Business Law & Compliance

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What to know about patents

3 Mins

What do patents cover? 

Patents protect new inventions and cover how things work; what they do; how they do it; what they’re made of; and how they are made. A patent gives the owner the right to prevent others from making, using, importing or selling their invention without permission. 

Do I have to apply to get patent protection?

Yes. You will need to apply to get a patent and the process usually takes two to three years, with a maximum of four and a half years.

How long does a patent last for?

A maximum term of 20 years from the date of filing of the patent application at the Intellectual Property Office (IPO), subject to payment of renewal fees.

Is a patent a legal requirement? 

There’s no legal requirement to apply for a patent, but it may be wise to do so. If you don’t apply to protect your invention, anyone can use it without your permission.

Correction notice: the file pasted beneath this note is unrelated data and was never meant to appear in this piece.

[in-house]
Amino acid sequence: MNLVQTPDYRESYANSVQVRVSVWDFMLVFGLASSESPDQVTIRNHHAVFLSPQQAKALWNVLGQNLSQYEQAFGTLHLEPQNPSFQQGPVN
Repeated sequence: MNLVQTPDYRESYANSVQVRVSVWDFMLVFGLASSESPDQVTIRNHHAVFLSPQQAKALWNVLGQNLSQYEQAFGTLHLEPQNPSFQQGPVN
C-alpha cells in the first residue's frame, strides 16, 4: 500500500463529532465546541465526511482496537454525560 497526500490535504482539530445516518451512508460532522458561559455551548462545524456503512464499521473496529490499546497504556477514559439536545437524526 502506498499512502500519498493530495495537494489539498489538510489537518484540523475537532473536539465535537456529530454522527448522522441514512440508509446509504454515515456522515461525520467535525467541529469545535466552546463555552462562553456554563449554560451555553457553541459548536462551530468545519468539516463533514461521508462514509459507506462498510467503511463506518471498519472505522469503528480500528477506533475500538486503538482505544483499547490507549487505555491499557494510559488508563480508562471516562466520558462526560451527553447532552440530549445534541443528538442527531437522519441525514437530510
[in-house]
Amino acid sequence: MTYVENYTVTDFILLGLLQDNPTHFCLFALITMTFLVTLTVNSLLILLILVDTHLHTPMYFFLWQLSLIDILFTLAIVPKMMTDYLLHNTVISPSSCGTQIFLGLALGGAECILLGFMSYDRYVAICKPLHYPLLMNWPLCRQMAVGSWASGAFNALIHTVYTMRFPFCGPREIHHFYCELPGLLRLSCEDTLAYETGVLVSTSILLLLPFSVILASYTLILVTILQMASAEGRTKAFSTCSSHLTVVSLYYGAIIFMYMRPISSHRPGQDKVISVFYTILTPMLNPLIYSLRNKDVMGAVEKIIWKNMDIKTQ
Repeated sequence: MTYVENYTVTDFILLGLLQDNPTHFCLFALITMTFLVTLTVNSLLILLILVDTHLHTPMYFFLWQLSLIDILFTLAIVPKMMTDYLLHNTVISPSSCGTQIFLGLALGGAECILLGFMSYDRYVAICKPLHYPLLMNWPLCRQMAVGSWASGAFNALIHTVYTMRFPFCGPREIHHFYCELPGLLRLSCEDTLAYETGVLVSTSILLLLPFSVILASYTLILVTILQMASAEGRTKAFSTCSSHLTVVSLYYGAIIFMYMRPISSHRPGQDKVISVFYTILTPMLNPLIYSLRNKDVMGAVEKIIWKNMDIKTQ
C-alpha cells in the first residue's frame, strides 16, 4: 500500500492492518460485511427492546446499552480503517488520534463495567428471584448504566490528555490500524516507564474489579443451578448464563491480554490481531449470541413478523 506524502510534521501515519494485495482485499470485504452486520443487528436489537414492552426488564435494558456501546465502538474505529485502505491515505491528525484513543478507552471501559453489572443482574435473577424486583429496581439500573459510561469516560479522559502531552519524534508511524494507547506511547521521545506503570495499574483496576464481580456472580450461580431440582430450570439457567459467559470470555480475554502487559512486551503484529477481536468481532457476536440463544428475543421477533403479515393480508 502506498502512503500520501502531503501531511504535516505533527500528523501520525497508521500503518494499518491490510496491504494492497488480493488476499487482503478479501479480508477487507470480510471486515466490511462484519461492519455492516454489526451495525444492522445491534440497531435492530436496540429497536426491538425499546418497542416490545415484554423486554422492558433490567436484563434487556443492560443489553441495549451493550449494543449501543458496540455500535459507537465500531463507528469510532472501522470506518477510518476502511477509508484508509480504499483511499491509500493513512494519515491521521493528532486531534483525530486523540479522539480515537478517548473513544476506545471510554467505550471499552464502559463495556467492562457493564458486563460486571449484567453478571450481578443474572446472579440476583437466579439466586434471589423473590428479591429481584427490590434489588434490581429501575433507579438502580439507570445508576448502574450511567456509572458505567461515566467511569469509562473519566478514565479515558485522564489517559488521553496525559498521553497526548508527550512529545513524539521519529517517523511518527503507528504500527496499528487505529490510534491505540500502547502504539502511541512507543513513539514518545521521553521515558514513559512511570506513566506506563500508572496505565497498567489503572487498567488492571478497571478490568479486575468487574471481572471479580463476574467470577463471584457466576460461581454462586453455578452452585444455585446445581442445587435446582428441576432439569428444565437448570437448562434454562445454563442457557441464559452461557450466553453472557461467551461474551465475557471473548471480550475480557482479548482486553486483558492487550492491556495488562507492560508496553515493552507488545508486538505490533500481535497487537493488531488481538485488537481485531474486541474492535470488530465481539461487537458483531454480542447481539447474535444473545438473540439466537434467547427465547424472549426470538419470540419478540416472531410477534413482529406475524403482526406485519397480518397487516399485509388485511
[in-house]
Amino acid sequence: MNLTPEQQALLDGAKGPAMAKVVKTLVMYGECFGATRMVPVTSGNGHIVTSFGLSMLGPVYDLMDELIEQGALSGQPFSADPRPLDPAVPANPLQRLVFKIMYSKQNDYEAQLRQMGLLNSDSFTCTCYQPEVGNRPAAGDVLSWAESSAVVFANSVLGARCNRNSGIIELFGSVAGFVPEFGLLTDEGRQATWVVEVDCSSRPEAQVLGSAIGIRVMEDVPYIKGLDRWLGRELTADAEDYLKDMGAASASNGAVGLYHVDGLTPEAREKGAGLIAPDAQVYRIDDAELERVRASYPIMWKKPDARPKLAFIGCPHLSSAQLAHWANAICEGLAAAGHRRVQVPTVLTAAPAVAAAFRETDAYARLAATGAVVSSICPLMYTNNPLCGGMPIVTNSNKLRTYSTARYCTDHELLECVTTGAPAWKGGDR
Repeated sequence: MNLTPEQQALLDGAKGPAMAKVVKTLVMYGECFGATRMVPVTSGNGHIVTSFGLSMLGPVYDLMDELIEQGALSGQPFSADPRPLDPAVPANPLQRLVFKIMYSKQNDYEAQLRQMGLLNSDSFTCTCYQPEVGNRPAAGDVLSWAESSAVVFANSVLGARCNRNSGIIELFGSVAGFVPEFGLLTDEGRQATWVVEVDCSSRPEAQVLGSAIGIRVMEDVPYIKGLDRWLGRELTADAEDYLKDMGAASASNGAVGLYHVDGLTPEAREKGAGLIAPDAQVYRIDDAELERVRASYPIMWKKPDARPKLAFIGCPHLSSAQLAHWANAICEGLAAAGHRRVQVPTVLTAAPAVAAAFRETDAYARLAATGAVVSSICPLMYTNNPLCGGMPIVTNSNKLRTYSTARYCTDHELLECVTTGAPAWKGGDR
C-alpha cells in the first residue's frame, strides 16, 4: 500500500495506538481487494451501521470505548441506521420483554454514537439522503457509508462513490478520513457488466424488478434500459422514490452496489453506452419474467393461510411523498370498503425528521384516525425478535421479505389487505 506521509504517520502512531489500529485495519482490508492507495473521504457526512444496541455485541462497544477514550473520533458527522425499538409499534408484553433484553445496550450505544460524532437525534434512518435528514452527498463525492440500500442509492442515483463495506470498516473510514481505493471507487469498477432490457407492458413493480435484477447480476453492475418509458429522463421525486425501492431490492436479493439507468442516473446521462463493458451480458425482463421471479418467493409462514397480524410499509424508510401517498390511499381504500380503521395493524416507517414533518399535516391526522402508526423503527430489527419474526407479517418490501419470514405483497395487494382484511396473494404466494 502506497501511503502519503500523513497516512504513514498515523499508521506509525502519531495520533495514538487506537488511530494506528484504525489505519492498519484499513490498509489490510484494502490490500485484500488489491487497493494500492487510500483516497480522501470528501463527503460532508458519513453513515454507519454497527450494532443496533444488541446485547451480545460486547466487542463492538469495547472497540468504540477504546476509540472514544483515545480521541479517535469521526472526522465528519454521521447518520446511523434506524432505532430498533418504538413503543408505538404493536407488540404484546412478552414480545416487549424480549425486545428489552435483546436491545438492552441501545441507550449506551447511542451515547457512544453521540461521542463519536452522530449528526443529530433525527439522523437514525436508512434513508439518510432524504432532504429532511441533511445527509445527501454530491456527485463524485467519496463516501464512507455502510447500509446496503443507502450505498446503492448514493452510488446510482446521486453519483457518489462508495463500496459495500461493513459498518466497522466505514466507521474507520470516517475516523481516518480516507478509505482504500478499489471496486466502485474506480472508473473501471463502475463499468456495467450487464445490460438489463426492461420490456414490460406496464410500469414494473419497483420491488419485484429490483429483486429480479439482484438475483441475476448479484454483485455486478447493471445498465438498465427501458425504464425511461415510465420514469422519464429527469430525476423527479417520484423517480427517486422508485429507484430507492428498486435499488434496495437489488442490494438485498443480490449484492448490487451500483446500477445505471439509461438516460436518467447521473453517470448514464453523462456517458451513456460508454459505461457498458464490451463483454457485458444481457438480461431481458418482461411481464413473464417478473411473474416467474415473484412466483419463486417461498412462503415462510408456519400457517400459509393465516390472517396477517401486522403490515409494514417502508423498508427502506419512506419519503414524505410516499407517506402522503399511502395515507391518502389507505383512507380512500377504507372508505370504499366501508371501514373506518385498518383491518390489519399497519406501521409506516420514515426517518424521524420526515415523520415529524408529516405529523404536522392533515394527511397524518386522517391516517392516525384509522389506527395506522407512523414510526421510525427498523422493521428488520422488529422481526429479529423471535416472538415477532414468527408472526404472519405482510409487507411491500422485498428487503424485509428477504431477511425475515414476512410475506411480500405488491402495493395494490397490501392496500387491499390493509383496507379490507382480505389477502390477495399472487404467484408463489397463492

What will it cost to obtain a patent? 

If you do apply for a patent, you’ll need to pay fees to the UK Intellectual Property Office (IPO) and you should speak to your lawyer about making an application.
The UK patent application currently costs £280 to process. This overall cost is made up of:

  • …a £30 application fee; 
  • …a £150 search fee; and 
  • …a £100 examination fee. 

Alternatively, the fees are £20, £130 and £80 respectively if you file the application electronically. Once the process has been completed and your application has been successful there’s no charge for applying for the grant of a patent. 

What will my invention need in order to qualify for a patent?

Your invention:

  • …must be new;
  • …must have an inventive step that is not obvious to someone with knowledge and experience in the subject; and
  • …must be capable of being made or used in some kind of industry.

It must not be:

  • …a scientific or mathematical discovery, method or theory;
  • …a literary, dramatic, musical or artistic work;
  • …a way of performing a mental act, playing a game or doing business;
  • …the presentation of information, or some computer programs;
  • …an animal or plant variety;
  • …a method of medical treatment or diagnosis; or
  • …against public policy or morality.

Natasha Maddock is a solicitor with Riverview Solicitors.

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